Australia’s only solar panel maker, Tindo Solar in South Australia, has invested millions in a new factory and production line in hopes of producing enough panels to meet the growing demand for panels made in Australia. Twenty years ago Australia had a booming solar power manufacturing industry, but it was short lived. China now accounts for around 70% of global solar panel production, compared to Australia’s sad 0.3% share. However, with the announcement of a tightening of supply in China, could local manufacturing offer a lucrative opportunity and a long-term solution for security of supply?
The solar boom in China, an “Australian initiative”
Every day of the year, Australia installs around 1,000 solar systems on the roofs; representing billions of dollars spent on silicon, glass and some metal. Considering the immense local demand and the availability of raw materials necessary for the production of panels, why is Australia so little player in the solar game?
In the late 1990s, the BP Solar factory in Homebush, Sydney, was in full swing. At the time, it was the largest solar plant in the southern hemisphere, serving the Australian domestic market and exporting to Southeast Asia.
Australia was also at the forefront of solar photovoltaic research, with the University of New South Wales (UNSW) photovoltaic research team breaking solar cell efficiency records.
A few years later, the plant was closed, and UNSW’s brightest minds in solar PV had left the country to set up China’s first solar PV plants.
Where have we lost our way? As with most businesses gone bad, a lot of it comes down to the simple economics.
Shi Zhengrong, a foreign exchange researcher who was part of the UNSW photovoltaic research team, decided to return to China to found a solar energy manufacturing company, Suntech.
At the time, China did not produce any solar panels.
âI’ve been asked many times, why did I start the business in China, not Australia? Dr Shi said.
âWhen I was in Australia, I was just an academic and a student. I didn’t really have the confidence to run a business there. In addition, the cost of labor in Australia is quite high.
The punt paid off. In 2005, Suntech was listed on the New York Stock Exchange and raised $ 420 million, making Dr. Shi a billionaire.
The move had a snowballing effect, with other UNSW graduates following in Dr Shi’s footsteps and moving to China to start their own solar plants at a much cheaper cost than in Australia.
With the American investments that followed soon after, China was quick to grow into the solar superpower that it is today, leaving local manufacturing to virtually wiped out.
Covid-19 Boosts Sales of Locally Made Panels
The global economy has experienced a major upheaval due to Covid-19 and the solar panel industry is no exception. Speaking to The Advertiser, Tindo CEO Shayne Jaenisch said the advent of Covid-19 has catalyzed an increase in consumer demand for products made in Australia, including solar panels.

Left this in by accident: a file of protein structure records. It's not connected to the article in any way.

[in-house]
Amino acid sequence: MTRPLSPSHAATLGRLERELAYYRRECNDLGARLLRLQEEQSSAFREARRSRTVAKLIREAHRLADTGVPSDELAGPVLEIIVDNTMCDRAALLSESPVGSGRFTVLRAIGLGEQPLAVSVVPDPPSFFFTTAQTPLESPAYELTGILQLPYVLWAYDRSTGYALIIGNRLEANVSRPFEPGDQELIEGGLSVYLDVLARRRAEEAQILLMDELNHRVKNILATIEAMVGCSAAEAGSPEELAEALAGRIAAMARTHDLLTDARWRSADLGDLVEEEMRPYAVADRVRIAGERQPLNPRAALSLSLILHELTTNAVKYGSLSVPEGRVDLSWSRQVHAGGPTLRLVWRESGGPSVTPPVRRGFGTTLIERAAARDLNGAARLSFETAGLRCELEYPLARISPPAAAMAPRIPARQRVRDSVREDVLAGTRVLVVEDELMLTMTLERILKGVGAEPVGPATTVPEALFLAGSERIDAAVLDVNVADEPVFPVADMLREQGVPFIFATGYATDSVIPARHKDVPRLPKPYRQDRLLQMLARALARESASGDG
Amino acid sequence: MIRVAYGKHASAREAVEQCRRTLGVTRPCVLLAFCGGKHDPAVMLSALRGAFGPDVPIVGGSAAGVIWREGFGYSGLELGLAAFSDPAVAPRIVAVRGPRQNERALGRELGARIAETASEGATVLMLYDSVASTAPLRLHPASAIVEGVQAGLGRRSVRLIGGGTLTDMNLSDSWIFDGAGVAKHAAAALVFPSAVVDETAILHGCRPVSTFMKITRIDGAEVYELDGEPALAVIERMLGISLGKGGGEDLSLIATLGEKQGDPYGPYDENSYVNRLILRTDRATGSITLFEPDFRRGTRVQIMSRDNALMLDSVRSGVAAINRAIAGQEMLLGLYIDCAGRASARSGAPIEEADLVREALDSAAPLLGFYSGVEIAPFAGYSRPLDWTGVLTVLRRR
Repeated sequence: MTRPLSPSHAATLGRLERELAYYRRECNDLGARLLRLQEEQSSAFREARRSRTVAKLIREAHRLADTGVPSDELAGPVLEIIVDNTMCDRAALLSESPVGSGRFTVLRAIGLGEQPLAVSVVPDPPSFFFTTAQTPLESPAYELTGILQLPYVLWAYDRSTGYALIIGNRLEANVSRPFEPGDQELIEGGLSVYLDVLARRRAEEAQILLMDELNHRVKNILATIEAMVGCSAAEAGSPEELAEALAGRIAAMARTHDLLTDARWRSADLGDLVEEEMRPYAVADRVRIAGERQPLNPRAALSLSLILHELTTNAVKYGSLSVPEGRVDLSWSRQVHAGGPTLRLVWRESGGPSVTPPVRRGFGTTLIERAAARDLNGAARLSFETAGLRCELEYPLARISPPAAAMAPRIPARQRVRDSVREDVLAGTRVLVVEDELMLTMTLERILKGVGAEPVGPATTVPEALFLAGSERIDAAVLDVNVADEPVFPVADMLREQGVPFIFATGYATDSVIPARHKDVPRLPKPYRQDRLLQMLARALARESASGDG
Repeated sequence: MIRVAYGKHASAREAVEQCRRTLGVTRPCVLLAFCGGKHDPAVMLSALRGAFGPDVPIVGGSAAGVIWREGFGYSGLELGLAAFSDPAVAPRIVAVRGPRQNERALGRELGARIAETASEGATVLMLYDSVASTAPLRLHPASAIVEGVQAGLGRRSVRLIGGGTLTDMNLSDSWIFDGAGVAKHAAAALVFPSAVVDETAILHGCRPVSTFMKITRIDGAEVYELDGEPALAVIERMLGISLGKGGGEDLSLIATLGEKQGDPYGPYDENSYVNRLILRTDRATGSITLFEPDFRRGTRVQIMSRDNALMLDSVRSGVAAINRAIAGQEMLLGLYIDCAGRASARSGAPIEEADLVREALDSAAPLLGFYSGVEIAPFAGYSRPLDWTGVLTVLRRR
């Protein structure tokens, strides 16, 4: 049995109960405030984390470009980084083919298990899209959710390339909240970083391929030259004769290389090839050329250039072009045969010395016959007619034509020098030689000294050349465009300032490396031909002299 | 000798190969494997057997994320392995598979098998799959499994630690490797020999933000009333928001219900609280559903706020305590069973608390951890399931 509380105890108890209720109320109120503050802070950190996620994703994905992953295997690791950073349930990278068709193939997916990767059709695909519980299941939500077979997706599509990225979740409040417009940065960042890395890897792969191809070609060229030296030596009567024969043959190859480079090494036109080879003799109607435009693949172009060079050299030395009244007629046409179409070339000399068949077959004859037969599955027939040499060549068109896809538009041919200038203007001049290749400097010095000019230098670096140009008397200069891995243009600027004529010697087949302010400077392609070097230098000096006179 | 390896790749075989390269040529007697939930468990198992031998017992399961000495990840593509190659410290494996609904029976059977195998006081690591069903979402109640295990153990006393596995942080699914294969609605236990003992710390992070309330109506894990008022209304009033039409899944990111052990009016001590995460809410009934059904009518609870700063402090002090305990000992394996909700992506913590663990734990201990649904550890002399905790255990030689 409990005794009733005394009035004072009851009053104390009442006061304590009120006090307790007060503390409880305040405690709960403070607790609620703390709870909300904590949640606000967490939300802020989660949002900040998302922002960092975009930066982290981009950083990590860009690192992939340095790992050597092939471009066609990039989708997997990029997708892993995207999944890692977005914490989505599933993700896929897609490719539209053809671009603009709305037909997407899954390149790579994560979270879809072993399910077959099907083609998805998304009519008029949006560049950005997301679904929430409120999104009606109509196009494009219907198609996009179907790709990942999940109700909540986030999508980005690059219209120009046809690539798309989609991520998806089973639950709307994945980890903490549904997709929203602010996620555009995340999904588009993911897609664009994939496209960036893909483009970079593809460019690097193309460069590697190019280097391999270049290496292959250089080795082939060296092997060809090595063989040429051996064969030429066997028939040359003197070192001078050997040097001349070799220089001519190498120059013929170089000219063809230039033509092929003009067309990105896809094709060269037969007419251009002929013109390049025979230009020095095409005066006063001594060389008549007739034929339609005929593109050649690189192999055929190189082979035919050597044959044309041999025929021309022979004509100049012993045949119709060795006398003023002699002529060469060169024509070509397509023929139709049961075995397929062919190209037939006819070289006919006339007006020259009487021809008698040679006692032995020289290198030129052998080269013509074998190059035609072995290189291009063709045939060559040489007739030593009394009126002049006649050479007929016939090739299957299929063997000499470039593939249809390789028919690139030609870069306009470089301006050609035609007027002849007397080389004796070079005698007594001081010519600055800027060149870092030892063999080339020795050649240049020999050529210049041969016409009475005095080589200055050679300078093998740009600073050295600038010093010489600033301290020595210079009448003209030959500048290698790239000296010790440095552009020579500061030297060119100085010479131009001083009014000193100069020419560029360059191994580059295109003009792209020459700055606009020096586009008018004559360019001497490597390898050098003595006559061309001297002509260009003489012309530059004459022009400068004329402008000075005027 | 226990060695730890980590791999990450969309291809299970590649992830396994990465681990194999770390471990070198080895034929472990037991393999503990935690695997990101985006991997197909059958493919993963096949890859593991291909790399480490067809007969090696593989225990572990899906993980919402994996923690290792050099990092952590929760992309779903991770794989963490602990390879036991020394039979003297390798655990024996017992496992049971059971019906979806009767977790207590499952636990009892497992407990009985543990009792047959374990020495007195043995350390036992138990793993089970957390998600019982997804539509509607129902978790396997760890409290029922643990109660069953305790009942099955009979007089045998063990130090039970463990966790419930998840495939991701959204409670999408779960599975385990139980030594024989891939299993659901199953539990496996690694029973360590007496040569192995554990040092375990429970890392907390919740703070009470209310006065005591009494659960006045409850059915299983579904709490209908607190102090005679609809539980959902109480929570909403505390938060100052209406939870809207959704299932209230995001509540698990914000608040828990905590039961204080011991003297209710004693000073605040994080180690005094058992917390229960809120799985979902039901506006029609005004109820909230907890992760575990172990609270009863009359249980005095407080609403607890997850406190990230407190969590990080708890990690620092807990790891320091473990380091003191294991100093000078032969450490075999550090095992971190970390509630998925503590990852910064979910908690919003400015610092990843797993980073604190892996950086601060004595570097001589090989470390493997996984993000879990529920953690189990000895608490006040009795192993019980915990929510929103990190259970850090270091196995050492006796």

âWe have had consumers contacting us from all over Australia saying they want to buy Australian made,â he said. âWe had record sales.
Mr Jaenisch sees this as a lucrative opportunity for local manufacturing and hopes to build a network of local suppliers so that every component of the solar panel system is made in Australia.
âCovid has taught us all a valuable lesson, that we are too dependent on imports from overseas, especially from China,â he said.
Looming solar panel supply crisis
Australia is currently facing a shortage of solar panels, with many factors at play. These include shortages of the main raw materials for solar panels (namely polysilicon, steel, aluminum and copper. ), high shipping costs and China’s energy crisis, which is forcing panel makers to shut down production to cut emissions.
This shortage has already pushed up prices significantly in the United States and parts of Asia, and is starting to have the same effect in Australia.
With the growing demand for panels made in Australia and the looming supply crisis in China, we might envision the perfect opportunity for a resurgence in local panel manufacturing.
“We want to bring back more manufacturing, not just solar panels, but upstream manufacturing of everything from our glass to our cells to our frame,” said Jaenisch.
âWe are pushing for upstream manufacturing to come back, so that we can have sovereignty and have the ability to employ more Australians and be less dependent on overseas.
“We have all the raw materials here, we should make whatever goes into a solar panel.”
We are already starting to see some activity in local solar energy manufacturing. As recently as last week, Fortescue Metals, one of Australia’s largest mining companies, announced it was undertaking a feasibility study on building an Australian plant for unique photovoltaic technology.
Beat the panel price hike
With summer approaching and the threat of a general price hike, there is no time like the present to invest in solar energy.
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